Acupuncture is an ancient Chinese philosophy art dating back some 2,500 years. It is a branch of holistic medicine, where a part of the body can be viewed only in relation to the whole. It is used with the aim of restoring good health by bringing about balance in the body.
Acupuncturists use a number of therapies, including needle acupuncture, the heating of acupuncture points (moxibustion), tuina (a form of massage), exercise, diet recommendations and herbal treatments. Acupuncture involves treating patients by inserting thin, solid, metallic needles of various lengths into their bodies at specific points.
This therapy may be used when patients seek an alternative or complementary treatment to traditional medicinal practice, for ailments such as addictions, arthritis, asthma, allergies, coughing and bronchitis, hypertension / high blood pressure, ulcers, infertility, back pain, tendonitis, neck and shoulder problems, stress / tension, headaches, migraine and various other medical conditions.
Acupuncturists first establish the history of the problems to diagnose patients. They examine patients and diagnose health problems using the principles of Traditional Chinese Medicine, tongue observation and by checking the pulse. They discuss treatment options with their clients. Then, if acupuncture is to be used, they apply their knowledge of acupuncture, select the appropriate needles and determine the points at which these should be inserted.
Each point is believed to be effective in the treatment of different ailments. The needles are left in the body for a specified time, according to the ailment being treated, and then removed. The insertion of the needles is not usually painful, and can cause feelings of well-being, tingling and warmth.
Acupuncturists also refer clients to other health services, when necessary, and keep careful client records. Acupuncturists need to have skills in diagnosing and practising acupuncture, and the ability to massage clients. They need to have good communication skills for dealing with their clients, and should also have good problem-solving skills, business skills and organisational ability.
Acupuncturists need to understand Traditional Chinese Medicine and its philosophy, theory and practice. They also need to know Western medical theories about the human body and how it functions, and treatment procedures. They must also know and abide by the code of ethics established by the medical profession.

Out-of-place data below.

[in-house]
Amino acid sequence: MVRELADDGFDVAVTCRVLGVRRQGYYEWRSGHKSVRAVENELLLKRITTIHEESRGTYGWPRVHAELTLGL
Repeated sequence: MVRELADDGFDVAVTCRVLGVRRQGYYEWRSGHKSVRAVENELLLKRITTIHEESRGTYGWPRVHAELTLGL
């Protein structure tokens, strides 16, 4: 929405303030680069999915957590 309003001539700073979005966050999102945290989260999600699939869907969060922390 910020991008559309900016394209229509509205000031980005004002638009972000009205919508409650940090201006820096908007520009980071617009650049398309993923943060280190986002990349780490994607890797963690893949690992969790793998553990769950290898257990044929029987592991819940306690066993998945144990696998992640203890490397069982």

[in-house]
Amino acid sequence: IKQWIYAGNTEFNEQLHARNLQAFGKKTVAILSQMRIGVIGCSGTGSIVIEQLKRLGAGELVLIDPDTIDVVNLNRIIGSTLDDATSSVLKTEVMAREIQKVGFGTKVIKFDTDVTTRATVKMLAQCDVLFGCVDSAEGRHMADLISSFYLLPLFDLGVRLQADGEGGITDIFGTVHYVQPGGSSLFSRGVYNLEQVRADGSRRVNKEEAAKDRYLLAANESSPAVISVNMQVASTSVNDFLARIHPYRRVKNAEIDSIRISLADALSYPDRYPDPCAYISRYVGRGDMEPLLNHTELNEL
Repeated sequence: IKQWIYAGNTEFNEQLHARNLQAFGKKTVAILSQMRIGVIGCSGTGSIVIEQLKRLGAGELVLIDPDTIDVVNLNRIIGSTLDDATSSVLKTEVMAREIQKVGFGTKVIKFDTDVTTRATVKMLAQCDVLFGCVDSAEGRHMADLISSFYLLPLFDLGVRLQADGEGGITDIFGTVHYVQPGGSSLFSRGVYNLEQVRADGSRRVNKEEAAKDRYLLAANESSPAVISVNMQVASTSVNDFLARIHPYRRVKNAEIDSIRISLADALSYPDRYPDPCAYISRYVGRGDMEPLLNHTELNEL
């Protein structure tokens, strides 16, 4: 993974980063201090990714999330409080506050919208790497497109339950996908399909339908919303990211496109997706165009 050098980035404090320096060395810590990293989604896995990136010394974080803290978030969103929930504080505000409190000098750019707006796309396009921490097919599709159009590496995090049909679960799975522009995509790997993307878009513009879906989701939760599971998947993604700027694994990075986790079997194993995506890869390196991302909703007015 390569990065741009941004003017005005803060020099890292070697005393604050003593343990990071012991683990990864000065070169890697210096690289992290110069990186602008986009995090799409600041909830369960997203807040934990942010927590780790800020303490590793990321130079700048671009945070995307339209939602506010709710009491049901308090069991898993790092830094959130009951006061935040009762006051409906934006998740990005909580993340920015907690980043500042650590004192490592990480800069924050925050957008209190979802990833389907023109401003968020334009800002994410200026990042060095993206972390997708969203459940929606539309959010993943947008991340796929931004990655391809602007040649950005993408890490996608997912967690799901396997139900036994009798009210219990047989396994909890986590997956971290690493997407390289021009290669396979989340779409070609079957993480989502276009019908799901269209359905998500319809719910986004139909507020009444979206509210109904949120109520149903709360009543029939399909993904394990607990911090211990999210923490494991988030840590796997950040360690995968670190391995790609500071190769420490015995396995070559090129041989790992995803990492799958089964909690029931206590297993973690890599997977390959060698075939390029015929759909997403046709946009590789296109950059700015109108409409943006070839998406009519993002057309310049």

Acupuncturists usually work independently in their own practice and interact with patients and other health professionals. They may work alongside other health professionals within a practice and have an administration team working for them. Hospital rooms can be used for this therapy, or a private practice at home may be more convenient.
Schooling & School Subjects
Compulsory Subjects: Mathematics, Physical Science
Recommended subjects: Life Sciences
Pass matric with a Bachelor's pass.
Check the minimum admission requirements for the specific university programme you are applying to enter. See, Admission Points Score (APS).
Degree: BCM Complementary Medicine: Chinese Medicine and Acupuncture This the only accredited qualification available at present. It is offered at the University of the Western Cape (UWC).
Registration with the Allied Health Professions Council of South Africa (AHPCSA) is a legal requirement for this occupation. Consult the AHPCSA website for the most up-to-date information relating to accredited qualifications and registration requirements.
Acupuncturists usually set up their own practices, but they may also work within established clinics in which other natural forms of health care are practised, such as naturopathy, osteopathy, chiropractic and herbal medicine.
The Allied Health Professions Council of South Africa (AHPCSA)
5 de Havilland Crescent South
Tel: (012) 349-2331
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